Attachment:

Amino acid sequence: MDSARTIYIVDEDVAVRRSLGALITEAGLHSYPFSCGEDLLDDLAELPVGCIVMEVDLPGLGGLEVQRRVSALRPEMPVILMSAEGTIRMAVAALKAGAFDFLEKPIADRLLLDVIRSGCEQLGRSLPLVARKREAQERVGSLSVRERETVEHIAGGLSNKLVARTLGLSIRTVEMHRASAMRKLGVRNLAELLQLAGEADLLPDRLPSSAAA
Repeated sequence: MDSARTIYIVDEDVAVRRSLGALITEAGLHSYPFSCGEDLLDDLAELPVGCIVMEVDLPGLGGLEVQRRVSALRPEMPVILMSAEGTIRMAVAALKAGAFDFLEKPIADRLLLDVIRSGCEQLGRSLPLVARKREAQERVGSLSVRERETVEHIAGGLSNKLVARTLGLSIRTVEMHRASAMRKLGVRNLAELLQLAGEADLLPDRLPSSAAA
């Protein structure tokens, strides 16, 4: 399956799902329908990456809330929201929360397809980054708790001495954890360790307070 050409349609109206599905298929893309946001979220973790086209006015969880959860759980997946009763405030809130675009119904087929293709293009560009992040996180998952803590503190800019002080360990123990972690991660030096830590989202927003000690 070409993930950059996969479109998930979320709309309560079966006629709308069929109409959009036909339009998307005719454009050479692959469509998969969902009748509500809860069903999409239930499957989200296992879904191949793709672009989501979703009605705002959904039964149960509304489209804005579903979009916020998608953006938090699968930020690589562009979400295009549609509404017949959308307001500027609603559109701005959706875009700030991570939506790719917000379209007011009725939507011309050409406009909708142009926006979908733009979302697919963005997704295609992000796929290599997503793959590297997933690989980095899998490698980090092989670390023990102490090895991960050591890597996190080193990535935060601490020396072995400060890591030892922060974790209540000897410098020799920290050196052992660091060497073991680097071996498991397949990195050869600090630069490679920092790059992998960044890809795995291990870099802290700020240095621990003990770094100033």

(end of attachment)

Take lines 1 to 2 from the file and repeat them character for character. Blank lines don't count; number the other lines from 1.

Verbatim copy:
Amino acid sequence: MDSARTIYIVDEDVAVRRSLGALITEAGLHSYPFSCGEDLLDDLAELPVGCIVMEVDLPGLGGLEVQRRVSALRPEMPVILMSAEGTIRMAVAALKAGAFDFLEKPIADRLLLDVIRSGCEQLGRSLPLVARKREAQERVGSLSVRERETVEHIAGGLSNKLVARTLGLSIRTVEMHRASAMRKLGVRNLAELLQLAGEADLLPDRLPSSAAA
Repeated sequence: MDSARTIYIVDEDVAVRRSLGALITEAGLHSYPFSCGEDLLDDLAELPVGCIVMEVDLPGLGGLEVQRRVSALRPEMPVILMSAEGTIRMAVAALKAGAFDFLEKPIADRLLLDVIRSGCEQLGRSLPLVARKREAQERVGSLSVRERETVEHIAGGLSNKLVARTLGLSIRTVEMHRASAMRKLGVRNLAELLQLAGEADLLPDRLPSSAAA